Stol massif, view from Lake Bled
|Elevation||2,236 m (7,336 ft)|
|Prominence||1,021 m (3,350 ft)|
|Isolation||22.1 kilometres (13.7 mi)|
Location in the Alps
|Location||Upper Carniola, Slovenia|
The Slovene name Veliki Stol, meaning 'great chair', is derived from the visual appearance of the mountain, especially when seen from the east. The German name Hochstuhl ('high chair'), was not introduced until the late 19th century. In previous times, the German designation was Stou, a phonetic derivation of the Slovene name.
The Stol massif stretches from Žirovnica in Slovenia to the Austrian market town of Feistritz im Rosental in the north. The summit is part of the Karawanks main ridge and the watershed between the Sava and Drava rivers. In the north, the Dachstein limestone rocks fall steeply to an over 500 m (1,600 ft) depth.
The massif comprises several subpeaks, such as Mali Stol ('Little Chair'), at 2,198 m (7,211 ft). In the east, the crest of the Karawanks leads to Mt. Vrtača and further down to Loibl Pass.
The first ascent of the mountain was made on 17 August 1794 by the Carniolan count and mountaineer Franz von Hohenwart (1771–1844) following an invitation from Sigmund Zois (1747–1819). On 9 September 1906 two climbers first reached the Stol peak via the steep north face. A first mountain hut south of the summit was erected by the Austrian Tourist Club in 1883 and called Valvasor Refuge. The Stou Refuge north of the main ridge was opened by the German and Austrian Alpine Club in 1886.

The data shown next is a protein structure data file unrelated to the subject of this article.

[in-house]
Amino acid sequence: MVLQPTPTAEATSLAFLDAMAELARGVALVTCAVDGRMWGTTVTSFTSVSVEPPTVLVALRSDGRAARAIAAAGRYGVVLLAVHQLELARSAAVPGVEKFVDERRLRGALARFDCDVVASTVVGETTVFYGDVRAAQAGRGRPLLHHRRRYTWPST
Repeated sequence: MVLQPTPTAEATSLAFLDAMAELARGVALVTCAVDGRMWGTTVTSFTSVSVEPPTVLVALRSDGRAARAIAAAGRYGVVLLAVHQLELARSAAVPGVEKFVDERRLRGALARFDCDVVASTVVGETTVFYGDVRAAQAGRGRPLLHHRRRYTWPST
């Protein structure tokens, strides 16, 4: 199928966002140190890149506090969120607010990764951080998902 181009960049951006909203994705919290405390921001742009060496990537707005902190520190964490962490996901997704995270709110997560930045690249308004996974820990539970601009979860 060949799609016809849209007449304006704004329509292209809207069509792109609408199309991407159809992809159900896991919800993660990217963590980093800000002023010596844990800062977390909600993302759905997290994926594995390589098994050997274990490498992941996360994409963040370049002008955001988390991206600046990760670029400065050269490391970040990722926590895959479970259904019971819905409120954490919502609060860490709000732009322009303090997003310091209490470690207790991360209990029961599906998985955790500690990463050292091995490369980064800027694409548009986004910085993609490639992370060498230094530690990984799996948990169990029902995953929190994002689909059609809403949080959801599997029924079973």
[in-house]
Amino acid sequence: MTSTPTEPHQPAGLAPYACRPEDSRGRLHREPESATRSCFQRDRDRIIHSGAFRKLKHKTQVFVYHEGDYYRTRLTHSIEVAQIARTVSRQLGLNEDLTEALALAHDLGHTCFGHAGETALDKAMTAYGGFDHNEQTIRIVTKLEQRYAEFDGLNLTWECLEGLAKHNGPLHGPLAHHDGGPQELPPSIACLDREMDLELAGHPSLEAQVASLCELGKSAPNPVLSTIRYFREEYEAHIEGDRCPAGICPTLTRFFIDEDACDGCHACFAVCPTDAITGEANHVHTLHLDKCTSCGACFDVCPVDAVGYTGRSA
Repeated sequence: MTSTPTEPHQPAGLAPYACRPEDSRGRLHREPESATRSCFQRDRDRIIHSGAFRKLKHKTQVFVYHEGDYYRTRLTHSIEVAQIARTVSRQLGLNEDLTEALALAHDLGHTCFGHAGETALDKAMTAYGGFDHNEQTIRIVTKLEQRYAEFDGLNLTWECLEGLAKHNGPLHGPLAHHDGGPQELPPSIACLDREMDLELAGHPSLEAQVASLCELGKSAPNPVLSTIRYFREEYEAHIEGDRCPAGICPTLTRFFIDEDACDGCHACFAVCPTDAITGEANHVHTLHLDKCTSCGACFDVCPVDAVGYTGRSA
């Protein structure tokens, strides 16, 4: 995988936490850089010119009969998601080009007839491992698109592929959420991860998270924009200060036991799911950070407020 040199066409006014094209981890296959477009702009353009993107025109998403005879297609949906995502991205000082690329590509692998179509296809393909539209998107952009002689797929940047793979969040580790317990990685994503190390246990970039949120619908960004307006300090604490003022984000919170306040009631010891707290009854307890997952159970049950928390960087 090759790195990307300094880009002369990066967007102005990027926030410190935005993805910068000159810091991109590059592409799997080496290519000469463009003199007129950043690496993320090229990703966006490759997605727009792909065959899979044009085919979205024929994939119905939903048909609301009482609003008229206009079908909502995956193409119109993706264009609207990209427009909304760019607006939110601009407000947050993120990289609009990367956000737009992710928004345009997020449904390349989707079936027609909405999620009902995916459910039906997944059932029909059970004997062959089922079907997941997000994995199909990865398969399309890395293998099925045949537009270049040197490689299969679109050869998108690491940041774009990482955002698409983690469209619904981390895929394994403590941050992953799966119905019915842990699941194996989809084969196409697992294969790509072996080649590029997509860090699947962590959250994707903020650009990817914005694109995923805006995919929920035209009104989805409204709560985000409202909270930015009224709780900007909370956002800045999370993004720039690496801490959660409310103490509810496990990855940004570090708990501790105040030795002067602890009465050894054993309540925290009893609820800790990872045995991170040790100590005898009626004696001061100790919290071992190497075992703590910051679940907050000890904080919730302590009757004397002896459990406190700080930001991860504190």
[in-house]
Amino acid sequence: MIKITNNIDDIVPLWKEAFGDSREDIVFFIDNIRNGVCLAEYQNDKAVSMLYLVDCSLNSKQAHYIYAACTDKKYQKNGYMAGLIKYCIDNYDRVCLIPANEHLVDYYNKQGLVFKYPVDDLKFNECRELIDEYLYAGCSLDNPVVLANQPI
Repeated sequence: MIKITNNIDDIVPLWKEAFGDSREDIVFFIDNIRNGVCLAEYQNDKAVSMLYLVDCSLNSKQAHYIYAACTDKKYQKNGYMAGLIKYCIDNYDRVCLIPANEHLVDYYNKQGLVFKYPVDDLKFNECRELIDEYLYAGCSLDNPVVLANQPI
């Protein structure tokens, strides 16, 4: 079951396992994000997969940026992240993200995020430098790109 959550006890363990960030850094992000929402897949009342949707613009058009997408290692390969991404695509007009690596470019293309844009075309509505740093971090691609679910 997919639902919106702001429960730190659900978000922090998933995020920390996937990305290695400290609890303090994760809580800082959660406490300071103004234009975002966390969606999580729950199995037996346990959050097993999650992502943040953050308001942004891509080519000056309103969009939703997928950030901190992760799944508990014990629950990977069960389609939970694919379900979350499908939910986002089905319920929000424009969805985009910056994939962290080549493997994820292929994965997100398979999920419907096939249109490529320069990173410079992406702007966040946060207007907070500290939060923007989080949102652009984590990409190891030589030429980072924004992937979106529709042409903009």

Today there are numerous routes to the summit from Feistritz on the Austrian side via the Klagenfurt Lodge (Klagenfurter Hütte), built in 1906, as well as routes from Žirovnica in Slovenia, where the Prešeren Lodge (Prešernova koča), opened in 1910, stands below the secondary peak of Mali Stol. Both refuges were burned down during World War II by Yugoslav partisans to prevent them from being used as base camps by Wehrmacht soldiers. The Klagenfurt Lodge re-opened in 1952 with 24 berths and a dormitory (Matratzenlager); the Prešeren Lodge was rebuilt in 1966, it is nowadays open from mid-June to mid-September. It has 45 berths, a washroom, and two dining rooms with a seating capacity of 80.
The ascent of the 500 m steep slope on the north face of the mountain is climbed by a via ferrata (Klettersteig) built by the Austrian Alpine Club in 1966/67, the use of which requires some mountaineering skills.